I saw groups of HH supporters mixing and mingling with Lungu supporters so I’m guessing elections aren’t fought to the death in Zambia, like they are in Zimbabwe.

Eastern Zambia is big sky country with distant horizons and well treed with millions of Ilala palms and baobabs and other trees whose names escape me. But not for long I fear as there were signs of the dreaded charcoal trade along the road, Africa’s curse.

We rode alongside the Luangwa River for most of the day but didn’t see any shoebill storks. I hope Al Watermeyer wasn’t telling me bullshit stories about them too.

Never Give Up

Apart from charcoal, the only signs of an economy that I could see was grass mat manufacturing. I think Eastern Zambia is the grass mat manufacturing centre of Eastern Zambia. We passed huge piles of them waiting to be sold on the side of the road. I was going to buy one for the tent but I’d only end up traipsing dirt on it and in trouble with Jenny. Plus the colours would clash.

We sure are a curiosity in Eastern Zambia. Whole villages of kids poured out into the roads to cheer us past. The one group of about 20 kids ran alongside me chanting Number One, Number One, Number One, even though I was coming 9th. I tried to speed up for them but couldn’t because I was too knackered.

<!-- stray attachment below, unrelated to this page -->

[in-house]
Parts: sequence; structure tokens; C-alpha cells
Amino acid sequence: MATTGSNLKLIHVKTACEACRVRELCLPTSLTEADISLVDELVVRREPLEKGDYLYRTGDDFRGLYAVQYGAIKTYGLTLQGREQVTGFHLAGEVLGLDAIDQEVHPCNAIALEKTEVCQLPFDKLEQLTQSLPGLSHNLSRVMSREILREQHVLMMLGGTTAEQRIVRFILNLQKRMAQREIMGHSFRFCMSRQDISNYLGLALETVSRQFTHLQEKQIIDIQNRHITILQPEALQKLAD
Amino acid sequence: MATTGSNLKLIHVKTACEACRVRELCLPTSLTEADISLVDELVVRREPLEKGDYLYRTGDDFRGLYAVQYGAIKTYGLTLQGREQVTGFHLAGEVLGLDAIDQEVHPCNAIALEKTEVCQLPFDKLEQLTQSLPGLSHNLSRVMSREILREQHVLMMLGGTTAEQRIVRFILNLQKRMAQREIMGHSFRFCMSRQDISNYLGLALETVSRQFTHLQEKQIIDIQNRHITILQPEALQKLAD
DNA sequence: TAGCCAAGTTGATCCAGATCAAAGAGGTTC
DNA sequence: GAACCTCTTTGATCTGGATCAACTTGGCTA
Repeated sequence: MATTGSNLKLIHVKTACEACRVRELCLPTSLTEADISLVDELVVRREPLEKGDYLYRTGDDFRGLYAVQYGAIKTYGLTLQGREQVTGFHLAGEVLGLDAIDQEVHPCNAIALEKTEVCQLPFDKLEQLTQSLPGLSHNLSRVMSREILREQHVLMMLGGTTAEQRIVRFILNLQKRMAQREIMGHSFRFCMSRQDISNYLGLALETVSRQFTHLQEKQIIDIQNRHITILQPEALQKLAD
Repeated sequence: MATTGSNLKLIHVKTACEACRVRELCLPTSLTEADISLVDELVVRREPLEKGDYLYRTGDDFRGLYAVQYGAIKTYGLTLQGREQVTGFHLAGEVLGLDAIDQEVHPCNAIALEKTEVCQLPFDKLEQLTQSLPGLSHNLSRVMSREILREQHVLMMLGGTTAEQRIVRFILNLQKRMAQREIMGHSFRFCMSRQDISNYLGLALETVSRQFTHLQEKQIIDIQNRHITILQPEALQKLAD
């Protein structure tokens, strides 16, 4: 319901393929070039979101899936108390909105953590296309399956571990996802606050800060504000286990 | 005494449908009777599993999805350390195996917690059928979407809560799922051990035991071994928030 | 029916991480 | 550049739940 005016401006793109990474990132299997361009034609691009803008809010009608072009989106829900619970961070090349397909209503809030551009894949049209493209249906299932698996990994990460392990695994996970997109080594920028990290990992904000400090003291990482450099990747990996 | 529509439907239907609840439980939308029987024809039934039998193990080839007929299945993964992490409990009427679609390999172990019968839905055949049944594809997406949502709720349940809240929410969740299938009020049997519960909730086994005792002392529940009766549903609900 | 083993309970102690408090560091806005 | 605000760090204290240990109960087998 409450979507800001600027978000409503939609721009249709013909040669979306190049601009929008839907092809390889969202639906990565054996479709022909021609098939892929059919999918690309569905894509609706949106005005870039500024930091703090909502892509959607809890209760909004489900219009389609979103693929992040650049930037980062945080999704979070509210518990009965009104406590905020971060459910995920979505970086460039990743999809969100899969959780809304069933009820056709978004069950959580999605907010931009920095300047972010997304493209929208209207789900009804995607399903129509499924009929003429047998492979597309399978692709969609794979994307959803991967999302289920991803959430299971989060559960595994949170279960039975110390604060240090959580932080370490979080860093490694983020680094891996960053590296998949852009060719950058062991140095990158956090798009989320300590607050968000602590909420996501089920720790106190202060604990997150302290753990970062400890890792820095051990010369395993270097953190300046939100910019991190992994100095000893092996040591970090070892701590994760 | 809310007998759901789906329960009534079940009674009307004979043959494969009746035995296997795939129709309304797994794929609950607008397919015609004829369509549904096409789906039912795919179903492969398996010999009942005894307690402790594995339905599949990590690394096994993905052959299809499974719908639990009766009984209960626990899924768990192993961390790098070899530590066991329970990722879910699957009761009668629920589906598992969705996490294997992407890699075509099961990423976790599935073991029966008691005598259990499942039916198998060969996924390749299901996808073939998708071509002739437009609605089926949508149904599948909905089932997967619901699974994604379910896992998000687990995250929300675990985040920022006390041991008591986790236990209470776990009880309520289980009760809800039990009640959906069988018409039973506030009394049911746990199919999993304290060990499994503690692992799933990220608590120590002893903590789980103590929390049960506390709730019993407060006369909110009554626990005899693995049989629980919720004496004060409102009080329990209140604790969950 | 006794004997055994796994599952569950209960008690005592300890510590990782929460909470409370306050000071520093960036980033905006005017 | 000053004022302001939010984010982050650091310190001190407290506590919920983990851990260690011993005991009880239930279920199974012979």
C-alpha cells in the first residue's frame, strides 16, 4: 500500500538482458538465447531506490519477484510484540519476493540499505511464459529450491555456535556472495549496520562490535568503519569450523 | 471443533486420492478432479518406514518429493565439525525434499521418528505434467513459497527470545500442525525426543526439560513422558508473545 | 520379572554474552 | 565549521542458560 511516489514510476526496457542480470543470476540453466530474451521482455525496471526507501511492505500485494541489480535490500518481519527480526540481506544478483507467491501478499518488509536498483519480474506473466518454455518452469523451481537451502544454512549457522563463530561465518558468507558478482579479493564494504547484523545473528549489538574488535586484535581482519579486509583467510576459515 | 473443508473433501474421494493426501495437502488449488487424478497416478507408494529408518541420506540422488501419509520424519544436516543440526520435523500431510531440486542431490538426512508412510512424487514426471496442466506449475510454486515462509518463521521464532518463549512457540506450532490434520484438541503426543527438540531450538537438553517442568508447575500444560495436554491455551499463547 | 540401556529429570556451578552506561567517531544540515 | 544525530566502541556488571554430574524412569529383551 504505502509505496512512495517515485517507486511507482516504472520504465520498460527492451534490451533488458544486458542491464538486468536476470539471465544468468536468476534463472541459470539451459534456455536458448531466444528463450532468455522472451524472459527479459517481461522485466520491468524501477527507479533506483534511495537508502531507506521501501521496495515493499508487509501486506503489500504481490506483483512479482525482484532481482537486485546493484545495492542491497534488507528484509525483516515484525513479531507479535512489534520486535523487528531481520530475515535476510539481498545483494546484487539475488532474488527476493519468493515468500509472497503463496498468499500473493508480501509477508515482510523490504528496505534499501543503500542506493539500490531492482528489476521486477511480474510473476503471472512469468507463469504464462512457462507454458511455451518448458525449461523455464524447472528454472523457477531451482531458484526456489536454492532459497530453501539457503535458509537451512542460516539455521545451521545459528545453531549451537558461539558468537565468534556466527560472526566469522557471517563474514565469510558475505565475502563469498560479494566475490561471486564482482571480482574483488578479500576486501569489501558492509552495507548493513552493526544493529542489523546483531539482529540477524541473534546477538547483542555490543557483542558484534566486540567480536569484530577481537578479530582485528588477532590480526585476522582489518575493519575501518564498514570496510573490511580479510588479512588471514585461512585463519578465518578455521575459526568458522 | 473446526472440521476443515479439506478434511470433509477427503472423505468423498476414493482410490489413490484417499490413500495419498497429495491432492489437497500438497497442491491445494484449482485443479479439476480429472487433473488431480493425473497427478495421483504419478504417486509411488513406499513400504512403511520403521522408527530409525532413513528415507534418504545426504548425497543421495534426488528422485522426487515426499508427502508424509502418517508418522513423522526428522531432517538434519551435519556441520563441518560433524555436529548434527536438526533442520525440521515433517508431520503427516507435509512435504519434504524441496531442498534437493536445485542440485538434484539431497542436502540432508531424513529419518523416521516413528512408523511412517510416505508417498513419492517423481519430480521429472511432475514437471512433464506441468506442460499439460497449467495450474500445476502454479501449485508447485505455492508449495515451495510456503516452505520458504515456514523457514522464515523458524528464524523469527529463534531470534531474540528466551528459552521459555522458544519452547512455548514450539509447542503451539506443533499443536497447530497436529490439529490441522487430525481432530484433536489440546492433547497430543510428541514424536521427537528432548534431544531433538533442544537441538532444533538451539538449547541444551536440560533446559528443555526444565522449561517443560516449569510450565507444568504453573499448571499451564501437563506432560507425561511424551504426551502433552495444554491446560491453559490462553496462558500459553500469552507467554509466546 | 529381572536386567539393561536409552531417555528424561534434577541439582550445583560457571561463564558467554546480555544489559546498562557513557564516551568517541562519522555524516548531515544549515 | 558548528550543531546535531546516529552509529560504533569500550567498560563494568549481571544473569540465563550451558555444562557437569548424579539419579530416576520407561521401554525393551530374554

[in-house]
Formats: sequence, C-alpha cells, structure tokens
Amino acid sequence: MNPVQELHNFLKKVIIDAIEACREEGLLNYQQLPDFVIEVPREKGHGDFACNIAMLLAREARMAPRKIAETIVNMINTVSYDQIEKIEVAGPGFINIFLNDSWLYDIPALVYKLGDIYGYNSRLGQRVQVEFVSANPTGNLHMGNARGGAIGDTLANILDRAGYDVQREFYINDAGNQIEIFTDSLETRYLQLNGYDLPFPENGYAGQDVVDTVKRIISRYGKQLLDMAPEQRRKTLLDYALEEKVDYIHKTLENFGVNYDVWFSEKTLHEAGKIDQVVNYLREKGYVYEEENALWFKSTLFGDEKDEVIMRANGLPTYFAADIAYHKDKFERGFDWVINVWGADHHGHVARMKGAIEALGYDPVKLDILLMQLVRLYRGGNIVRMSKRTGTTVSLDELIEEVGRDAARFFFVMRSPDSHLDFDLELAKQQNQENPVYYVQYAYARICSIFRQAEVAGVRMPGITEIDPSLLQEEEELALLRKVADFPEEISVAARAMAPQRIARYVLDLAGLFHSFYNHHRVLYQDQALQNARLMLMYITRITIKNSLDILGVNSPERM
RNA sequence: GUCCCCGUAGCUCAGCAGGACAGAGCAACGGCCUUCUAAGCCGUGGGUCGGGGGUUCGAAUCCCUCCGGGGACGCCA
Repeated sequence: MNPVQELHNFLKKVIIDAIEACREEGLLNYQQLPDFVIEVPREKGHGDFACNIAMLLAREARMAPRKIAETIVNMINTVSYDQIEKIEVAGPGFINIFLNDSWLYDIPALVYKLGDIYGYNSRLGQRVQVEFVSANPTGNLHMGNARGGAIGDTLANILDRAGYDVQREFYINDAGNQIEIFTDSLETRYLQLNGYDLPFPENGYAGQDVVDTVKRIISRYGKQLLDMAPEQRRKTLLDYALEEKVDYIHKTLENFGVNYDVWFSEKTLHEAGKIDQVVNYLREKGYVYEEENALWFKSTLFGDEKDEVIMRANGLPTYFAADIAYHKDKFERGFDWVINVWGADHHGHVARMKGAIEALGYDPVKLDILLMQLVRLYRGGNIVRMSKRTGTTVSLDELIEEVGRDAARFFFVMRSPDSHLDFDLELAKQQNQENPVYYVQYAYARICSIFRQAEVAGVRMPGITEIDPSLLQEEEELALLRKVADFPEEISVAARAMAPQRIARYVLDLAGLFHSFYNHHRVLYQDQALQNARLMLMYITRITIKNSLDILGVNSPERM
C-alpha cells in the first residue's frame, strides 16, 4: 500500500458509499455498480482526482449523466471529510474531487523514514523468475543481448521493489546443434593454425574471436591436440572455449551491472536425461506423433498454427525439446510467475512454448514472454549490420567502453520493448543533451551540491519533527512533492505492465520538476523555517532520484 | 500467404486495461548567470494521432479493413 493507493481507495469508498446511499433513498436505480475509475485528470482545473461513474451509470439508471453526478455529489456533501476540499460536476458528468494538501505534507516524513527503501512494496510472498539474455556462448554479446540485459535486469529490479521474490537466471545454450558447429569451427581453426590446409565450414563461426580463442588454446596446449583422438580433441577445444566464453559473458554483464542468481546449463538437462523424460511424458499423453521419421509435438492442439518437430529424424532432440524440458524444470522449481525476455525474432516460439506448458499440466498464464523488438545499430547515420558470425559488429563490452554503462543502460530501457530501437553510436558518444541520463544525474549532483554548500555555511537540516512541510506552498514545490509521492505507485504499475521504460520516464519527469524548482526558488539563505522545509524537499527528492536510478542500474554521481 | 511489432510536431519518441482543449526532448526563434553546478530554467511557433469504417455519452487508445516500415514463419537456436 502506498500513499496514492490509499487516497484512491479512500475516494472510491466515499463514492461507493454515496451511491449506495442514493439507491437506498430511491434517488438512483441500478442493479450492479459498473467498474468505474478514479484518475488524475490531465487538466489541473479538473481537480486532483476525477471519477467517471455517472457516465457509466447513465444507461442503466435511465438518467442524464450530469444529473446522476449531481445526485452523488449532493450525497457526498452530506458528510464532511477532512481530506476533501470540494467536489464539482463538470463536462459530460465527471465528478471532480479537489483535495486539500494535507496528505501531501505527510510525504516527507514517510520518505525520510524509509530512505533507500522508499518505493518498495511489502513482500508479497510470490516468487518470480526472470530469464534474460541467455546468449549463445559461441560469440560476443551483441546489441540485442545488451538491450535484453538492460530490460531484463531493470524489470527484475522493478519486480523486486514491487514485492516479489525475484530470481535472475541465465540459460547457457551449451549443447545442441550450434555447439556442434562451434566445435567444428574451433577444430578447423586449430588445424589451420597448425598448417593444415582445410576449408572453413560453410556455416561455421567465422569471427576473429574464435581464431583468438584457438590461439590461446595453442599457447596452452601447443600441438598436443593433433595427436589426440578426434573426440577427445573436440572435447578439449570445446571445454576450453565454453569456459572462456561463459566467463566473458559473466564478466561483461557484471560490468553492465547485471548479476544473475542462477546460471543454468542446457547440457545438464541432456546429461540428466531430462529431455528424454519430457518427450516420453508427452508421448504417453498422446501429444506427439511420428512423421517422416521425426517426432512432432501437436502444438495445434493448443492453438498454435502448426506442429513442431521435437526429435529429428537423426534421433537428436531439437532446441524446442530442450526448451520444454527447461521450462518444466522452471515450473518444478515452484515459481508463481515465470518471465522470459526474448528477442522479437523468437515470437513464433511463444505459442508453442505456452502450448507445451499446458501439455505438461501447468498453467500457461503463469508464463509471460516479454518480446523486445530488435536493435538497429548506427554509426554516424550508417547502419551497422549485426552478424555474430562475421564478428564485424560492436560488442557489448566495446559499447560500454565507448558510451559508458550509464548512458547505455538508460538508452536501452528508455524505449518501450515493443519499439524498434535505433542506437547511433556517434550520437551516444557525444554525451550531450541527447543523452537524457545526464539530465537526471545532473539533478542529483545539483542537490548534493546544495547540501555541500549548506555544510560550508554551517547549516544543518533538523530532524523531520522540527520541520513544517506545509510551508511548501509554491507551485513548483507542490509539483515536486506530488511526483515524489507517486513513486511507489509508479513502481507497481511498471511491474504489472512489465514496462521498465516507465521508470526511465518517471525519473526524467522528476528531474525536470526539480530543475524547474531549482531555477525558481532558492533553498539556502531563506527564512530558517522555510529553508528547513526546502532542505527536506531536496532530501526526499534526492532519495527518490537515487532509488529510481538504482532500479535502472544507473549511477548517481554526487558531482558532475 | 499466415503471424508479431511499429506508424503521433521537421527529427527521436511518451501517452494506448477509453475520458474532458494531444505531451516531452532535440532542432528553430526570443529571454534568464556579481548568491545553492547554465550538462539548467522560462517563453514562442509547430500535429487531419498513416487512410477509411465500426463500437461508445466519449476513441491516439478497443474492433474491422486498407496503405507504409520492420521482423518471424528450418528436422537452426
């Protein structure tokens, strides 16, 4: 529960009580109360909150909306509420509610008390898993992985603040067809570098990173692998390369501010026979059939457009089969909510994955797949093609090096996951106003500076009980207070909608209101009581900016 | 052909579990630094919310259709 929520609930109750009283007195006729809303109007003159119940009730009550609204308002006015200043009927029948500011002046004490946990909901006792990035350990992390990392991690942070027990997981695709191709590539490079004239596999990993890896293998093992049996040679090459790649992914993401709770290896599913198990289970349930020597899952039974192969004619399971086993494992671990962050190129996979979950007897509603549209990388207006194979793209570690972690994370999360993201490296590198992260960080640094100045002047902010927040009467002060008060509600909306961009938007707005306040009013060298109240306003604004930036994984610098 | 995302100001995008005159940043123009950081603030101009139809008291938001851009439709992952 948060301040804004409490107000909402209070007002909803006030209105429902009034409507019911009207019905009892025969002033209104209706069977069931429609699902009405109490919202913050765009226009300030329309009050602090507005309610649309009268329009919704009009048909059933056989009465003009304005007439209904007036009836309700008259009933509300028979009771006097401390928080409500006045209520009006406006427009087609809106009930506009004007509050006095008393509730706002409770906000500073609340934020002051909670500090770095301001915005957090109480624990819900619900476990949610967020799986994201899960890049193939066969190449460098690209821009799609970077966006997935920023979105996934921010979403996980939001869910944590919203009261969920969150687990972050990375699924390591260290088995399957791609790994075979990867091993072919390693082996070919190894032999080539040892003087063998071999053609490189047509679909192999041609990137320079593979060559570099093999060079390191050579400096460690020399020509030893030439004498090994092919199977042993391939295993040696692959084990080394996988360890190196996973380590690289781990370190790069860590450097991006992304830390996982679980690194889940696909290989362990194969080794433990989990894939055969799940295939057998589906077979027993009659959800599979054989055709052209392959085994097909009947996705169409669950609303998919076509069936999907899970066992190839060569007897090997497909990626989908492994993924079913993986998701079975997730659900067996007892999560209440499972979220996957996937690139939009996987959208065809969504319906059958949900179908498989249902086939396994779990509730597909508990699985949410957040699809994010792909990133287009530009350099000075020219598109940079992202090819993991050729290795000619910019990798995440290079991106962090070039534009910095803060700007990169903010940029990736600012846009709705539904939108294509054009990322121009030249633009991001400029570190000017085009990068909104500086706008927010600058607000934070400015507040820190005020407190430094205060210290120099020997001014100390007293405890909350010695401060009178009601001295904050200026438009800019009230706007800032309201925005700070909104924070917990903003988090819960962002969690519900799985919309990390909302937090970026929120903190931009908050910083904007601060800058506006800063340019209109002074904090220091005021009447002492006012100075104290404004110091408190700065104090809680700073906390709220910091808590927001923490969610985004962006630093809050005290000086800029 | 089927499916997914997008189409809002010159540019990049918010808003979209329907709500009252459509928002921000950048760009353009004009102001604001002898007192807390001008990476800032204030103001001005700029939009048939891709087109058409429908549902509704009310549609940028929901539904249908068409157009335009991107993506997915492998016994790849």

We went from being Marangu’s to mazungus when we crossed the Zambezi and we’ll stay mazungus all the way to Uganda. Mazungu means ‘white man.’ I asked Billy what would happen if gangs of white kids in America ran out and shouted ‘black man, black man, black man’ at every black man they saw walking in the street? He thinks Lewis Hamilton might frown upon it and take the knee, but wasn’t sure.

Day 5 takes us 118 km from Luangwa Bridge to a bush camp in the middle of nowhere on our way to Chipata. Unfortunately we get to climb a massive 1739 meters on the way.

Silverback Tour Vehicles

This will be our first time bush camping on Tour. Me and Russ are in charge of digging toilets hole when we bush camp, with strict instructions to site them such that people can pooh with a view. Because of the tummy bug ongoing in the peloton, I’m hoping we can get away with digging small holes, instead of the huge ones normally associated with Al Watermeyer’s volumes of bullshit.

Until my next blog from the middle of nowhere, stay safe and enjoy and pedal if you can.

Eric Chicken Legs de Jong.


Any assistance is greatly appreciated and goes a long way to giving our pensioners a better quality of life and lift the pressure of money worries which is very debilitating emotionally.

(Donations made to ZANE in Australia, are tax-deductible)

Day 5 of the Old Legs Silverback Tour – Luangwa Bridge to the Middle of Nowhere

Distance – 92 km
Climb – 1367 m
Time – 7 hr 45 min we
Ave Heart Rate – 115 bpm
Max Heart Rate – 157 bpm